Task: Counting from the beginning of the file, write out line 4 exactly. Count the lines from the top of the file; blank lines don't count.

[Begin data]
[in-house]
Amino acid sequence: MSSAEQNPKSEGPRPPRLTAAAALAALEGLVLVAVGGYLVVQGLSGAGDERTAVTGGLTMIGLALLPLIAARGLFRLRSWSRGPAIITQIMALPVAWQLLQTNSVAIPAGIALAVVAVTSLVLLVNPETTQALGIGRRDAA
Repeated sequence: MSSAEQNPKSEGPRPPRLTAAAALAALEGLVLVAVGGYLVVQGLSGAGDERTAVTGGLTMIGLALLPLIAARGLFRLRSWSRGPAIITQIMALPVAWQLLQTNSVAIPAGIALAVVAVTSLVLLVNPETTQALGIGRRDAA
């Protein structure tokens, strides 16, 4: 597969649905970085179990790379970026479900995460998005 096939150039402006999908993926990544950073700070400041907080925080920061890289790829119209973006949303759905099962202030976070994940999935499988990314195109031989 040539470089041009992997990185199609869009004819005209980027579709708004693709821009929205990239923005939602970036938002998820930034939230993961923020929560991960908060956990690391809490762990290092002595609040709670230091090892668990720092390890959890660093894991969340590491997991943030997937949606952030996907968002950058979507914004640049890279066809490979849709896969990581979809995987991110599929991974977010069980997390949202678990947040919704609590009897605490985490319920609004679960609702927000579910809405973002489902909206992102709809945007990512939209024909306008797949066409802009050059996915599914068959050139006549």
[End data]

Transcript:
């Protein structure tokens, strides 16, 4: 597969649905970085179990790379970026479900995460998005 096939150039402006999908993926990544950073700070400041907080925080920061890289790829119209973006949303759905099962202030976070994940999935499988990314195109031989 040539470089041009992997990185199609869009004819005209980027579709708004693709821009929205990239923005939602970036938002998820930034939230993961923020929560991960908060956990690391809490762990290092002595609040709670230091090892668990720092390890959890660093894991969340590491997991943030997937949606952030996907968002950058979507914004640049890279066809490979849709896969990581979809995987991110599929991974977010069980997390949202678990947040919704609590009897605490985490319920609004679960609702927000579910809405973002489902909206992102709809945007990512939209024909306008797949066409802009050059996915599914068959050139006549």